Beau­ti­ful blend

A her­itage cap­i­tal with a lively mix of cul­tures

The Weekend Australian - Travel - - TRAVEL & INDULGENCE - DIANA PLATER

THET WOODEN CITY: Paramaribo, the pretty cap­i­tal of Suri­name on the north­east At­lantic coast of South Amer­ica, is a UNESCO World Her­itage-listed gem that was un­der the rule of The Nether­lands from the late 17th cen­tury un­til 1975, and Dutch is still the of­fi­cial lan­guage. Paramaribo is widely known as the Wooden City; stroll along Waterkant (wa­ter­front) on the Suri­name River, where nearby streets are lined with white, tim­ber Dutch colo­nial build­ings. The 1730 Pres­i­den­tial Palace near Fort Zee­landia over­looks In­de­pen­dence Square where, on Sun­days, men bring their caged birds to sing for the pub­lic, and fes­ti­vals are held. The Catholic St Peter and Paul Cathe­dral is one of the big­gest wooden struc­tures in the Americas. More: suri­name­

NATUREN NUR­TURED: For 22 years ma­rine ex­pert Moen Moeli has been re­search­ing pink dol­phins ( So­talia guia­nen­sis) near Paramaribo, where the Suri­name and Com­mewi­jne rivers merge. He guar­an­tees that if you go out in his tra­di­tional tent-boat you’ll spot the pro­tected mam­mals. “They hear the sounds if we’re talk­ing and come over to check us out,” he says. He has lost three mo­bile phones when dol­phins have knocked them out of his hand as they jumped into his boat. With about 90 per cent of Suri­name cov­ered in rain­for­est, it’s an an­i­mal-spot­ting and bird­watch­ing par­adise. More than 720 species of birds have been iden­ti­fied here and man­grove swamps and mud­banks at­tract arc­tic and bo­real shore­birds, flamin­gos and black-col­lared hawks. A ca­noe trip through the swamps to the At­lantic Ocean from Mar­garita, about half an hour down river from Paramaribo, is a real ad­ven­ture as boats are lifted over dyke ramps, built to pre­vent flood­ing. More: suri­name­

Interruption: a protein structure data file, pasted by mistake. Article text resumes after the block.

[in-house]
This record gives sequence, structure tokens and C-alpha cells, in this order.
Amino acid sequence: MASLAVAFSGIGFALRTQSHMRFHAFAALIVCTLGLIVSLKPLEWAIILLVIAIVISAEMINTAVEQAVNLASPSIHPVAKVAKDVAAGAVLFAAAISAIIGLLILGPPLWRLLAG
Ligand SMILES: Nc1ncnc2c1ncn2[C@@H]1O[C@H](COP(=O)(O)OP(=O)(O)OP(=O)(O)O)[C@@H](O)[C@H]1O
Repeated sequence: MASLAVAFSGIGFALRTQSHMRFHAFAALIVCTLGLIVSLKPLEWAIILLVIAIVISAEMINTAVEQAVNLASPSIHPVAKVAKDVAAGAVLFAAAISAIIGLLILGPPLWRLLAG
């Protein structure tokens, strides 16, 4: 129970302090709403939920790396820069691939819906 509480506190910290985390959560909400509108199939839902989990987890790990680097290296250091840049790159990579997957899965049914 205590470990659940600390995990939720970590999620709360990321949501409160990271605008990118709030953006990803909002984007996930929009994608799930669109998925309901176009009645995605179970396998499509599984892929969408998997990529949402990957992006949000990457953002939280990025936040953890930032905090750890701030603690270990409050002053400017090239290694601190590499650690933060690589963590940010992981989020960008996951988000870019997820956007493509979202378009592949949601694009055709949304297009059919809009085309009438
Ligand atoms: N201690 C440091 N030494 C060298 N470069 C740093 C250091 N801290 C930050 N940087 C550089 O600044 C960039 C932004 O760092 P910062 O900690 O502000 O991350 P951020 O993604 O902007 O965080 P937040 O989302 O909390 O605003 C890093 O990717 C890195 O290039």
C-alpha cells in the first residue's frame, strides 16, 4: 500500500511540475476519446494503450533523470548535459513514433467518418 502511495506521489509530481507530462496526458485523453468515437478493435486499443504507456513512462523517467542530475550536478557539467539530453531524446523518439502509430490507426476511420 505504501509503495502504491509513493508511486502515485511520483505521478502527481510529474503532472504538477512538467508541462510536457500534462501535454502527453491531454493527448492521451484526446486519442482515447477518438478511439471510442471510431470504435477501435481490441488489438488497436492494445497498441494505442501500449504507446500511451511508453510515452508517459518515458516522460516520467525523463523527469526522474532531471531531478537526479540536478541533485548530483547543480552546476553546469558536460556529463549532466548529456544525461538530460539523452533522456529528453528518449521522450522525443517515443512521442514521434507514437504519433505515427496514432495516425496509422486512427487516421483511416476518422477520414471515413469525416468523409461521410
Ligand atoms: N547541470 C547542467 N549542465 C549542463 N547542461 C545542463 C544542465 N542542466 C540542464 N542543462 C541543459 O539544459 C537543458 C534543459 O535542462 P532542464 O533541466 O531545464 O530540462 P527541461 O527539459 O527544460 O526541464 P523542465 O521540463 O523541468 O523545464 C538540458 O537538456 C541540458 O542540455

PICK OF THE CROP: Fred­eriks­dorp is a nearby for­mer cof­fee and co­coa plan­ta­tion on the banks of the Com­mewi­jne. Ac­ces­si­ble only by bi­cy­cle or by boat, it’s up­stream from other for­mer plan­ta­tions and gives a feel of what life on these huge farms used to be like, with old build­ings and the for­mer co­coa dry­ing floor still in­tact. (In the 1650s, English colonists and Sephardi Jewish refugees from Brazil in­tro­duced su­gar cul­ti­va­tion. In 1667 the colony was ceded to the Dutch, who fi­nally abol­ished slav­ery in 1863, re­plac­ing Africans with Ja­vanese and In­dian con­tract labour­ers.) Dine next to the old prison cells in the 1873 po­lice sta­tion. New Am­s­ter­dam, with its two old gunpowder store­houses up the river to­wards Paramaribo, was built as a fort to pro­tect the plan­ta­tions from raids, of­ten by es­caped slaves, known as Ma­roons, and is now a mu­seum and art gallery.

IN HAR­MONY: About 250,000 peo­ple — half of Suri­name’s multi-eth­nic pop­u­la­tion — live in Paramaribo, where it’s com­mon to hear the Cre­ole ex­pres­sion “no span” (“keep cool” or “don’t worry”), re­flect­ing the city’s laid-back na­ture and re­li­gious har­mony. For­merly known as Dutch Guiana, Suri­name’s pop­u­la­tion is a blend of back­grounds: East In­dian, Indo-

Paramaribo’s in­ner city, top; his­toric houses near Fort Zee­landia, above; bird­watch­ing by mo­torised ca­noe near Fred­eriks­dorp, above right; nat­u­ral Jacuzzis at Dan­paati River Lodge, below

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